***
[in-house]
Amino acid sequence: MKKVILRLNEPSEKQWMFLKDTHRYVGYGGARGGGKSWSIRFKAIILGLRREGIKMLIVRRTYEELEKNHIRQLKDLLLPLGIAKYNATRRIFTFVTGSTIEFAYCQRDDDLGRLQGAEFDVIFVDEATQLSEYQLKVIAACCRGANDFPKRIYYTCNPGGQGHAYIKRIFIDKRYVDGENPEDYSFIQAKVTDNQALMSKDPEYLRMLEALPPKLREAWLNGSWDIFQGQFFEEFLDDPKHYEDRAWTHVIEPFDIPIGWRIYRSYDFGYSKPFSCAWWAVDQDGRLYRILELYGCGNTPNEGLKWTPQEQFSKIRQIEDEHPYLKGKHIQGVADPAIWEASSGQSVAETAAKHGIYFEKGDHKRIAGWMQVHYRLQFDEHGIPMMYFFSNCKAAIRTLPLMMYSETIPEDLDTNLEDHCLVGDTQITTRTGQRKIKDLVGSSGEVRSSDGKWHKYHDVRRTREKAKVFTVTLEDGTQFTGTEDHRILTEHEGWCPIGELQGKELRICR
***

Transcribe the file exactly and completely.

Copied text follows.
[in-house]
Amino acid sequence: MKKVILRLNEPSEKQWMFLKDTHRYVGYGGARGGGKSWSIRFKAIILGLRREGIKMLIVRRTYEELEKNHIRQLKDLLLPLGIAKYNATRRIFTFVTGSTIEFAYCQRDDDLGRLQGAEFDVIFVDEATQLSEYQLKVIAACCRGANDFPKRIYYTCNPGGQGHAYIKRIFIDKRYVDGENPEDYSFIQAKVTDNQALMSKDPEYLRMLEALPPKLREAWLNGSWDIFQGQFFEEFLDDPKHYEDRAWTHVIEPFDIPIGWRIYRSYDFGYSKPFSCAWWAVDQDGRLYRILELYGCGNTPNEGLKWTPQEQFSKIRQIEDEHPYLKGKHIQGVADPAIWEASSGQSVAETAAKHGIYFEKGDHKRIAGWMQVHYRLQFDEHGIPMMYFFSNCKAAIRTLPLMMYSETIPEDLDTNLEDHCLVGDTQITTRTGQRKIKDLVGSSGEVRSSDGKWHKYHDVRRTREKAKVFTVTLEDGTQFTGTEDHRILTEHEGWCPIGELQGKELRICR